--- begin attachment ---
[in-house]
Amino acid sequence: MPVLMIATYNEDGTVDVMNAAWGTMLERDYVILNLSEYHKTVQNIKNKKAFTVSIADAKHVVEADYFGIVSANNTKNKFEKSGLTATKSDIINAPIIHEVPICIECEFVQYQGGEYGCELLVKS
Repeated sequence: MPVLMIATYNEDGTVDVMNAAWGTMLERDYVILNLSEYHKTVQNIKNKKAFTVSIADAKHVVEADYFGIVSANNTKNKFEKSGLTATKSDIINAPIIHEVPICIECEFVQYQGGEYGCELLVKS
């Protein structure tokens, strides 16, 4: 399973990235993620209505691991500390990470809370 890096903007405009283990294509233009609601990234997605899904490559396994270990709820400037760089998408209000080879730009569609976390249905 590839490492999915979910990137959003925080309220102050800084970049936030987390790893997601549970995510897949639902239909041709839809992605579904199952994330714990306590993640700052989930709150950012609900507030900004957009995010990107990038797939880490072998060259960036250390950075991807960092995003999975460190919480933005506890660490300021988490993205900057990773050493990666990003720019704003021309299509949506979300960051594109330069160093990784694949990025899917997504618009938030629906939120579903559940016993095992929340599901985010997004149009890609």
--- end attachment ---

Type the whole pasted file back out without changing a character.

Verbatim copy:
[in-house]
Amino acid sequence: MPVLMIATYNEDGTVDVMNAAWGTMLERDYVILNLSEYHKTVQNIKNKKAFTVSIADAKHVVEADYFGIVSANNTKNKFEKSGLTATKSDIINAPIIHEVPICIECEFVQYQGGEYGCELLVKS
Repeated sequence: MPVLMIATYNEDGTVDVMNAAWGTMLERDYVILNLSEYHKTVQNIKNKKAFTVSIADAKHVVEADYFGIVSANNTKNKFEKSGLTATKSDIINAPIIHEVPICIECEFVQYQGGEYGCELLVKS
């Protein structure tokens, strides 16, 4: 399973990235993620209505691991500390990470809370 890096903007405009283990294509233009609601990234997605899904490559396994270990709820400037760089998408209000080879730009569609976390249905 590839490492999915979910990137959003925080309220102050800084970049936030987390790893997601549970995510897949639902239909041709839809992605579904199952994330714990306590993640700052989930709150950012609900507030900004957009995010990107990038797939880490072998060259960036250390950075991807960092995003999975460190919480933005506890660490300021988490993205900057990773050493990666990003720019704003021309299509949506979300960051594109330069160093990784694949990025899917997504618009938030629906939120579903559940016993095992929340599901985010997004149009890609």